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What is a "New Approach" Directive? PDF Print E-mail

Traditional legislation (the "Old Approach") tended to include precise technical details within the text of the legislative document. While this made assessment against the legislation easy, it has one big drawback: unforeseen developments. A new material or novel product, that was not foreseen at the time of writing the legislation, might not fit the technical requirements. If it could not comply it would be illegal, even if perfectly safe. In order to legalise the new product, the legislation would need to be updated.

The Commission’s current workload of new legislation is such that amending existing Directives is low priority and can take decade. During this time there would be a danger of non-EU competitors stealing a lead in technological development.

To avoid this situation, the New Approach Directives now only list Essential Safety Requirements in general terms. Harmonised (ISO) standards support the technical details. As it is much easier to modify a harmonised standard then a whole directive the New Approach directives became much more practical.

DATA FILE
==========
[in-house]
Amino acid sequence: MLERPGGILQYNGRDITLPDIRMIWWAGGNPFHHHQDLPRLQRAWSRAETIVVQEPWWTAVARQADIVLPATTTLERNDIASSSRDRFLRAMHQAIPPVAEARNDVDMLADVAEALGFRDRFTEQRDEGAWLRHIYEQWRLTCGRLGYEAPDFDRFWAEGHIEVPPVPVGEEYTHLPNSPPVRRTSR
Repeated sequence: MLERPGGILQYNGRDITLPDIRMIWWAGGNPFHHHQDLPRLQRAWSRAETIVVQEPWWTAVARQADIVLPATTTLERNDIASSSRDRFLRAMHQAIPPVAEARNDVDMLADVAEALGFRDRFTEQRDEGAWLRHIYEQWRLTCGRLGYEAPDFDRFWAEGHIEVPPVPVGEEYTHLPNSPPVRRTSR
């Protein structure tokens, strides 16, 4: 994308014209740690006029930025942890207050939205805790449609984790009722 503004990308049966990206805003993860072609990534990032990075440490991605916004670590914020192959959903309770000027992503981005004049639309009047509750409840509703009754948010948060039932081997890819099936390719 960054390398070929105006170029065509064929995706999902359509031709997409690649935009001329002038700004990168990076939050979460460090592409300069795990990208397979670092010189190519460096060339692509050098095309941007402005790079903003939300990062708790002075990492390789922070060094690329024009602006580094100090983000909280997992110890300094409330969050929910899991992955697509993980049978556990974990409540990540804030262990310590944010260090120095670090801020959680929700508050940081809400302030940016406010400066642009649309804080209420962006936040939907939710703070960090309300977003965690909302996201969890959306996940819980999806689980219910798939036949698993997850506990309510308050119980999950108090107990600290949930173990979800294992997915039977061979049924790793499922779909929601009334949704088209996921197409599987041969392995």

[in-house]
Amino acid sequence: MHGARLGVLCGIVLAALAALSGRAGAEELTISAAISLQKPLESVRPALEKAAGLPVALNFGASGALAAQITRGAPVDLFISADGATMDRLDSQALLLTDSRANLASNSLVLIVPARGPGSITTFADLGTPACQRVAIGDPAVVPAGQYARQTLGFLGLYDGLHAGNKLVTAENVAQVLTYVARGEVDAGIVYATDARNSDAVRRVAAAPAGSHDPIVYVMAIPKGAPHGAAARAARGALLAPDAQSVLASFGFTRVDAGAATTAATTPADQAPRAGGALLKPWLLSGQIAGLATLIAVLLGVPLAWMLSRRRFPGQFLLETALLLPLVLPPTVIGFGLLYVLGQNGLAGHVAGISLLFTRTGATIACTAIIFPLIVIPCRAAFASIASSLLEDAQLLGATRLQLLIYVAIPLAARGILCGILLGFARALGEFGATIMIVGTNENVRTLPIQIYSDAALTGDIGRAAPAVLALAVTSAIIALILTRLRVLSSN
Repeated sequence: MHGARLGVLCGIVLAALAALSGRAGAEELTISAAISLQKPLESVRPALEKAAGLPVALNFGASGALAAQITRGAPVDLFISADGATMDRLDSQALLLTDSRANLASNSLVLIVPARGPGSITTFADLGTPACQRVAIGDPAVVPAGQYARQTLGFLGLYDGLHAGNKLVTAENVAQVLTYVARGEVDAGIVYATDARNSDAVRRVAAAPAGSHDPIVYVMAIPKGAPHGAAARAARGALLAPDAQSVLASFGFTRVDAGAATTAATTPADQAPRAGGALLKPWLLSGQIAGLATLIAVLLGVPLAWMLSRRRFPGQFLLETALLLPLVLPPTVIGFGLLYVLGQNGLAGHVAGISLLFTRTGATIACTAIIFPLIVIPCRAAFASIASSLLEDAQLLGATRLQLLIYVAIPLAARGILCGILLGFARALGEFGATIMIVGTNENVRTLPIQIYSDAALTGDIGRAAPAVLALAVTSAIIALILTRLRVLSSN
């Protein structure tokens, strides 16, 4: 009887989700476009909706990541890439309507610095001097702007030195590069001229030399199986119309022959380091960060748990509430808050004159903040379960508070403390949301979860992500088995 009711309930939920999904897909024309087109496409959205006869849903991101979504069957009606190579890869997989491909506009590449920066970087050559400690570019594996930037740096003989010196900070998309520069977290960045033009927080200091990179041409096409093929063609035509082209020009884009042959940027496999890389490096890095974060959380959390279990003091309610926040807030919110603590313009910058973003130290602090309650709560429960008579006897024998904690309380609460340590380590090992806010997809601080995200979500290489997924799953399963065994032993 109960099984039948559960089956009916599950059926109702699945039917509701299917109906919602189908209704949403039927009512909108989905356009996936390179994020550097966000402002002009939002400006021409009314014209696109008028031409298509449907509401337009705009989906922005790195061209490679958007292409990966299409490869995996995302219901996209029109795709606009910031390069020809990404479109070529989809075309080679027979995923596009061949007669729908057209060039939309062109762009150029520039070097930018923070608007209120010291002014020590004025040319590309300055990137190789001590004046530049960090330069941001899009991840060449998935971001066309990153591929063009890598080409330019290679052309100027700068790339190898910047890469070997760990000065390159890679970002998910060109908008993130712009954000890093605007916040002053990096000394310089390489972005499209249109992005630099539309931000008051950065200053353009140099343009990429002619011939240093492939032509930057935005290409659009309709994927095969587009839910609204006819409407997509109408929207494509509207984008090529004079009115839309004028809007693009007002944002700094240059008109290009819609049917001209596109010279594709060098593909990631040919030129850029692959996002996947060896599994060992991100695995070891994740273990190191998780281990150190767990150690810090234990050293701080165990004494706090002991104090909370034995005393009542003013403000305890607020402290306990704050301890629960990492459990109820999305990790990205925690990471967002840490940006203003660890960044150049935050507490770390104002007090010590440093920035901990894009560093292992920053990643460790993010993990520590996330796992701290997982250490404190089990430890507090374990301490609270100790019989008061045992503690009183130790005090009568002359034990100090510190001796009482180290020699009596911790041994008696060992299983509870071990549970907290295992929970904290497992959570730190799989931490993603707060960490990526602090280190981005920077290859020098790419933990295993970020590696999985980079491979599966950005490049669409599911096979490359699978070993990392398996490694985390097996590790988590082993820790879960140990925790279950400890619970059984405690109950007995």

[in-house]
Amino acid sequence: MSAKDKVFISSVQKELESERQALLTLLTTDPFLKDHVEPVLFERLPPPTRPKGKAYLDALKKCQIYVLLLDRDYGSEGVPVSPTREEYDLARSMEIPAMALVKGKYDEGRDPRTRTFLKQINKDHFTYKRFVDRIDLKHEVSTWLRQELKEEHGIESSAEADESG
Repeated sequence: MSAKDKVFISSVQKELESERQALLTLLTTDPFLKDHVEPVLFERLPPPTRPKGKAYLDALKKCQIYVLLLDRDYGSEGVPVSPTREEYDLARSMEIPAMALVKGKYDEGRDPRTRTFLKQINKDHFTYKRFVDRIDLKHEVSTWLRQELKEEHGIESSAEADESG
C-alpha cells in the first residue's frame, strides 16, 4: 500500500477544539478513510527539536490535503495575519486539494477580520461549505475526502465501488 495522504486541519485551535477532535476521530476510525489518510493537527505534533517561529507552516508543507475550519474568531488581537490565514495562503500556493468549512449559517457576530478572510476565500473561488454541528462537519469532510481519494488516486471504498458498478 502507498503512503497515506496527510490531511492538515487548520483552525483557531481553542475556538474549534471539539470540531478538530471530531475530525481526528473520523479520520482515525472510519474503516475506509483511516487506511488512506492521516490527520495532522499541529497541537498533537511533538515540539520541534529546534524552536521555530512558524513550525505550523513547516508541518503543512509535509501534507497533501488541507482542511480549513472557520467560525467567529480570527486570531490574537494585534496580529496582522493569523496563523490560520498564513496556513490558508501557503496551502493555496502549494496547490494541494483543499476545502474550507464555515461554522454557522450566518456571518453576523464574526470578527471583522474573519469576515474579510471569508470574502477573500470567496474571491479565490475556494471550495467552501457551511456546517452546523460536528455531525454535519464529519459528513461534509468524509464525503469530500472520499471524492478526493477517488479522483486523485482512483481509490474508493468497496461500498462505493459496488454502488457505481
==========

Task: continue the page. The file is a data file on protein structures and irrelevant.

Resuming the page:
New Approach directives are based on the following principles:
- Harmonisation is limited to essential requirements.
- Only products fulfilling the essential requirements may be placed on the market and put into service.
- Harmonised standards, the reference numbers of which have been published in the Official Journal and which have been transposed into national standards, are presumed to conform to the corresponding essential requirements.
- Application of harmonised standards or other technical specifications remains voluntary, and manufacturers are free to choose any technical solution that provides compliance with the essential requirements.
- Manufacturers may choose between different conformity assessment procedures provided for in the applicable directive.